What’s so funny about Reign of Terror anyway?
Is a family’s descent into madness, drug addiction and abuse really a laughing matter?
And do disgruntled young men normally start singing as they march toward war, drugs, and dead-end relationships?
Just questions to everyone. But playwrights have long known that humor and music are sometimes necessary to help audiences navigate difficult emotional minefields.
So three upcoming plays from Gainesville will invite viewers to step out of their own comfort zone and into dark comedies that attempt to put the human experience in different angles.
The first is The Hippodrome’s production “The Revolutionists,” which runs from April 29 to May 15. This is Lauren Gunderson’s satirical version of four women caught up in the bloody aftermath of the French Revolution.
A woman assassinates the infamous Marat in her bathtub. One is a Haitian rebel with her own ideas of independence. The third is a feminist playwright trying to break into a male-dominated field. And, finally, the condemned Marie Antionette.
“It’s funny until it’s not,” says Hippodrome Artistic Director Stephanie Lynge. “It’s about four women who have the courage to stand up for what they believe in, whether it’s good or bad.”
“The Revolutionists” is finally making its way to the Hippodrome stage after a long Covid delay. “We tried to do this last January but were interrupted by a false positive covid test,” Lynge said. “We love this play and everyone was determined to stage it.
“The Reign of Terror was not a good time to be a woman,” she continued. “These characters are based on real women who have been there, but this is not meant to be a history lesson. It is an exploration of their spirit and courage.
For times and ticket prices, see the Hippodrome’s webpage at www.thehipp.org.
On May 13, the Acrosstown Repertory Theater will premiere Tracy Lett’s comedy-drama “August: Osage County.” Through May 29, the play traces the breakdown of an Oklahoma family after the disappearance of the father, leaving a mother on pills and three estranged sisters to try to put the pieces back together.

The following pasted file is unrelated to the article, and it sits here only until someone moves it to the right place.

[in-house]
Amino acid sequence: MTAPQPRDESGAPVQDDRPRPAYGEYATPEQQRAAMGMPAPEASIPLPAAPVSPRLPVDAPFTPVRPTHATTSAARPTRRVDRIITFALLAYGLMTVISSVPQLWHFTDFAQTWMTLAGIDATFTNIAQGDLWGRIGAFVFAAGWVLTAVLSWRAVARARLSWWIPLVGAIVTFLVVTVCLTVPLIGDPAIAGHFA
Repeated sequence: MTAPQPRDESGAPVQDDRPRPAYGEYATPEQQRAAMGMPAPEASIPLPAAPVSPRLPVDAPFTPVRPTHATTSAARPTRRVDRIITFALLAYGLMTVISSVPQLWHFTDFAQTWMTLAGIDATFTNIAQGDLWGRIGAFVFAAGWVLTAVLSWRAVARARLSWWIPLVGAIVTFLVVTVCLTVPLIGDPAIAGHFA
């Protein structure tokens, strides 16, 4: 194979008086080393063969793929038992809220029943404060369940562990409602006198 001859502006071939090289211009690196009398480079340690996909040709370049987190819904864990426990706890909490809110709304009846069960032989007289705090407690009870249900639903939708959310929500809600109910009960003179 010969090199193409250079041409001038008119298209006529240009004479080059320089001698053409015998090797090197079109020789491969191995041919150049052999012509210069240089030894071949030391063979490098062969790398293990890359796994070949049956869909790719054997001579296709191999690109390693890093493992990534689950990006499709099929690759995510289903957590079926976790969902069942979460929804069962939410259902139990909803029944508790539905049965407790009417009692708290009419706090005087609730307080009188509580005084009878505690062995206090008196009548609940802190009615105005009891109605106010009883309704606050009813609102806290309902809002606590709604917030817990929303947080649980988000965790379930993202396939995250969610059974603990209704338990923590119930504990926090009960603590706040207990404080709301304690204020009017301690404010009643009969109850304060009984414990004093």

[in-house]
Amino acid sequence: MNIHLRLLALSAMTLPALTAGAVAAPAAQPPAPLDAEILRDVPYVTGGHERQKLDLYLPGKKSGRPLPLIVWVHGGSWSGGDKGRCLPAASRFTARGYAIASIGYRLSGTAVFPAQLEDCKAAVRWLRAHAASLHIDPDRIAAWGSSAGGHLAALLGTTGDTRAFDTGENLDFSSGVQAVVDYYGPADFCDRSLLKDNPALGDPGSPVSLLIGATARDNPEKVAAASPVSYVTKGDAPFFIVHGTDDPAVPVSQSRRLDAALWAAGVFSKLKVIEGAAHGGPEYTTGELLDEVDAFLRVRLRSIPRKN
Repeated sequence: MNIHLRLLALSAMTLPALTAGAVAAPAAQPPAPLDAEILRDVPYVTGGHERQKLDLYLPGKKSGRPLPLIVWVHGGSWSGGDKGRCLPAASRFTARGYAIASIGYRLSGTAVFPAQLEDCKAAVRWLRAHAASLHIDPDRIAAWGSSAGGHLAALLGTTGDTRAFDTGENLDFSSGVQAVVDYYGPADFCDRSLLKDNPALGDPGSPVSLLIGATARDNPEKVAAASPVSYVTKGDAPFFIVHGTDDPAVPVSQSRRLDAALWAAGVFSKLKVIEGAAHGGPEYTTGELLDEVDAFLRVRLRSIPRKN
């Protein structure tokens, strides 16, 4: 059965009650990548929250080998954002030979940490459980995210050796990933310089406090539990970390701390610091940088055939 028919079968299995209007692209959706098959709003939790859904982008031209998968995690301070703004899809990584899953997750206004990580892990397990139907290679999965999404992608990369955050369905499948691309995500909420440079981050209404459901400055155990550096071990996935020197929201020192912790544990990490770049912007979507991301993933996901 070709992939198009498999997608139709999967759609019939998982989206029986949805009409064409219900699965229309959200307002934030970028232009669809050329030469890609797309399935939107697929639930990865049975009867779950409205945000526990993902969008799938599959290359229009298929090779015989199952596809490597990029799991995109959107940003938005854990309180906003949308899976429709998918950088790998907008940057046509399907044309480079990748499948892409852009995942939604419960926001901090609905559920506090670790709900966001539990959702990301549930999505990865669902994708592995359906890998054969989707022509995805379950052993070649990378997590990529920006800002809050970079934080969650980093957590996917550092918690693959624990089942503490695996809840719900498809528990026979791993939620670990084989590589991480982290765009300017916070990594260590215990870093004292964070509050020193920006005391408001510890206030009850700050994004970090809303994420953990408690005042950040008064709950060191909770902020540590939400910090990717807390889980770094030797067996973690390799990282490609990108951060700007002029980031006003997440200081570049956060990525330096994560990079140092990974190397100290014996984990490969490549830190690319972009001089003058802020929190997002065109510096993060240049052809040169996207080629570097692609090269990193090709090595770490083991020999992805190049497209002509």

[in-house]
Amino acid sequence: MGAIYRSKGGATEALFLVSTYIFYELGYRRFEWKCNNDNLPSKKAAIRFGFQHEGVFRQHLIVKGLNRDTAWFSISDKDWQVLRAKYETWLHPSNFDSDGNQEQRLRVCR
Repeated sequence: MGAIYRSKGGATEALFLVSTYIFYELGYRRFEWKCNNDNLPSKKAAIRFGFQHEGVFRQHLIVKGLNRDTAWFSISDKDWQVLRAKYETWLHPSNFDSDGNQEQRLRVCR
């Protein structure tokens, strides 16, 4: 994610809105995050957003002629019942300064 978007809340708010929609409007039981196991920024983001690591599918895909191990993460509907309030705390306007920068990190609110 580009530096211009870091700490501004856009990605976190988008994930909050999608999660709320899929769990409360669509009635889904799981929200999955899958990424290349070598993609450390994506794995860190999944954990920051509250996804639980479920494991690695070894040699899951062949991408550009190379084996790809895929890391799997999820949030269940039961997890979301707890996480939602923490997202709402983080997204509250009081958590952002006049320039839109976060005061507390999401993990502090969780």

“August” is a Pulitzer Prize-winning play that has been adapted into a critically acclaimed film. And art director Jahnathan Nixon, whose previous experience as a director has been mostly in children’s theatre, admitted: “I was a little scared to get into it. What if I don’t do him justice?
As for using humor to delve into family tragedy, Nixon said “it deals with so many heavy topics that it’s almost impossible to get through it without the relief of laughter.”
Due to the weight of the subject matter, Nixon said the ART hired a mental health and wellness consultant to work with the cast and crew. “If you want to experience an immersive play about sexual assault, mental health and addiction, and if you’re ready to step out of your comfort zone, do us a favor.”
For more information on showtimes and ticket prices, see the ART webpage at www.acrosstown.org.
Also on May 13, the Gainesville Community Playhouse will premiere “American Idiot,” which will run until June 12.
It is an adaptation of Green Day’s 2004 Grammy-winning electric rock album of the same name.
“American Idiot” follows the experiences of three young suburban men, Johnny, Will and Tunny, who follow their own difficult paths after realizing their generation has been cut off from the American dream.
Director Dan Christophy says “American Idiot” is a marked departure from the genre of large-set Broadway musical that is standard fare at GCP.
“It’s a tribute to disillusioned young people and what they perceive as the media basically feeding them stuff about war and politics that may not be true,” he said.
Although released almost 20 years ago, Christophy adds that it’s “exactly the perfect time to do it, given the wars and administrations we’re dealing with again.”
“This is a lost generation, and right now every 20-year-old is part of a lost generation,” he said. “The message still hits home because it keeps coming back and repeating itself over and over again.”
For ticket prices and times, see the GCP webpage at www.gcplayhouse.org.